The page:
MIT has developed a glasses-free 3D system using three liquid crystal display (LCD) screens to create moving holographic images.
Everyone knows that while 3D can at times be impressive, it is mostly a gimmicky diversion that involves wearing cumbersome glasses in dark rooms.
While 3D sets may be selling better than the biggest cynics expected, the general consensus seems to be that glasses-free is the only way it will go truly mainstream. MIT points out that the depth achieved by the 3D blockbuster screens is just a facsimile of true 3D. To answer this problem, a team at MIT thinks they have developed a method that simplifies producing holographic 3D images.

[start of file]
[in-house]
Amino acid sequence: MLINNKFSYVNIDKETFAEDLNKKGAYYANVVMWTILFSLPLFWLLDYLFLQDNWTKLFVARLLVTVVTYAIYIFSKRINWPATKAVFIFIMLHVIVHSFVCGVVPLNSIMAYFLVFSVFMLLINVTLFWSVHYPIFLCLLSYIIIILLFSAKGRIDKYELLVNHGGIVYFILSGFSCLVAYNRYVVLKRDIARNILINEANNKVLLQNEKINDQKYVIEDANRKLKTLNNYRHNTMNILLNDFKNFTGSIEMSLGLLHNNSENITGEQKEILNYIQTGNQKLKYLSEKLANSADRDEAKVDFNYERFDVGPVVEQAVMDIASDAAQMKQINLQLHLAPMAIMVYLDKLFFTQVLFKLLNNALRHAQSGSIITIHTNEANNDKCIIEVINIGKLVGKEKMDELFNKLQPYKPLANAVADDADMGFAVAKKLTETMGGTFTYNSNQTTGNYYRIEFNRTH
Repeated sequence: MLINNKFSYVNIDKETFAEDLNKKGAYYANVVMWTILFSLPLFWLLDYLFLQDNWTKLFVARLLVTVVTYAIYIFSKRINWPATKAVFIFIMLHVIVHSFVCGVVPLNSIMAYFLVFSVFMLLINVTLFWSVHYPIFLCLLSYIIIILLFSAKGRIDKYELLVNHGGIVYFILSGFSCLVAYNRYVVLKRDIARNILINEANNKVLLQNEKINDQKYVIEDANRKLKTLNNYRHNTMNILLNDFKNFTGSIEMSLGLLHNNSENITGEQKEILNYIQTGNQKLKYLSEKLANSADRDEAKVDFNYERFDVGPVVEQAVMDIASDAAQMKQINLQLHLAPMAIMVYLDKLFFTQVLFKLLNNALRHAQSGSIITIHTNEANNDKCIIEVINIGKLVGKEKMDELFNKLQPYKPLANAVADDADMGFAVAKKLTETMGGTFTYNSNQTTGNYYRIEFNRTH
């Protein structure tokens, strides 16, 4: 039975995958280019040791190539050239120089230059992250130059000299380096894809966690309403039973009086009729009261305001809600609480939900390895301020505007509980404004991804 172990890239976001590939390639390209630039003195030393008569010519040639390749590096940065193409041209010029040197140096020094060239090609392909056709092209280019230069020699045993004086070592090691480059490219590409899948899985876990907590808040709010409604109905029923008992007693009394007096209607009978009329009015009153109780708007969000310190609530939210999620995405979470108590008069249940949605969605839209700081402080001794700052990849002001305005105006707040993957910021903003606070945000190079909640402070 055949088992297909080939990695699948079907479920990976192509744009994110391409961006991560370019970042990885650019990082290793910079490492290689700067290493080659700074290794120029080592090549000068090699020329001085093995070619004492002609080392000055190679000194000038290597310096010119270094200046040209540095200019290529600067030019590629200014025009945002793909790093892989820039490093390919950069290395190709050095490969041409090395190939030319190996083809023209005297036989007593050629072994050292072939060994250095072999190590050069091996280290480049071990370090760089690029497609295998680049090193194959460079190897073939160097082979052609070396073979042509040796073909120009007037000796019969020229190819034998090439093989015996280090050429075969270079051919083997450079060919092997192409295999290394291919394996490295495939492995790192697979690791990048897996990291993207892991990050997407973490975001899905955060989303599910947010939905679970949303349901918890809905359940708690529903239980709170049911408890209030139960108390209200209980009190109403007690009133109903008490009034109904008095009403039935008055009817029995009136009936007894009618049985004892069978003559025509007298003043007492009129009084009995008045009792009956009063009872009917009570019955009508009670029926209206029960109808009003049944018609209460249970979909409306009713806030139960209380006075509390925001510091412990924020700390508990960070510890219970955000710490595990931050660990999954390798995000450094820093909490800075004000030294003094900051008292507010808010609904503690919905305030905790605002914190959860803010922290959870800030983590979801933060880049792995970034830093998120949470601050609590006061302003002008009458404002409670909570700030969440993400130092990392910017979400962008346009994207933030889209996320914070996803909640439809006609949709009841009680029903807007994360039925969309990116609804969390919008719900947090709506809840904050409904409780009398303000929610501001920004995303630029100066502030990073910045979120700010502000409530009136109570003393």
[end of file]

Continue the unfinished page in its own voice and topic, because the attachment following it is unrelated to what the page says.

The MIT Media Lab has constructed a system which relies on several layers of readily available LCD panels already found in most flat screens.
Creating a holographic picture requires pixels that are far tinier than current technology can handle. But by cleverly combining a number of screens researchers could soon offer working displays that operate at refresh rates that are not far off those currently available, and they have developed a prototype device.
Using a similar approach to the glasses free Nintendo 3DS, the team found a way of filtering the light emitted through an extra LCD, which allowed them to create an image which appeared different when viewed from other angles.
To make sense of all the information when three screens are building up a moving holographic - and reduce the refresh rate from 1,000 hertz to a more manageable 360 hertz - the team used software similar to that used to build up 3D images in a CAT scan.
This stitched the picture into a holographic image viewable from 20 degree viewing angle.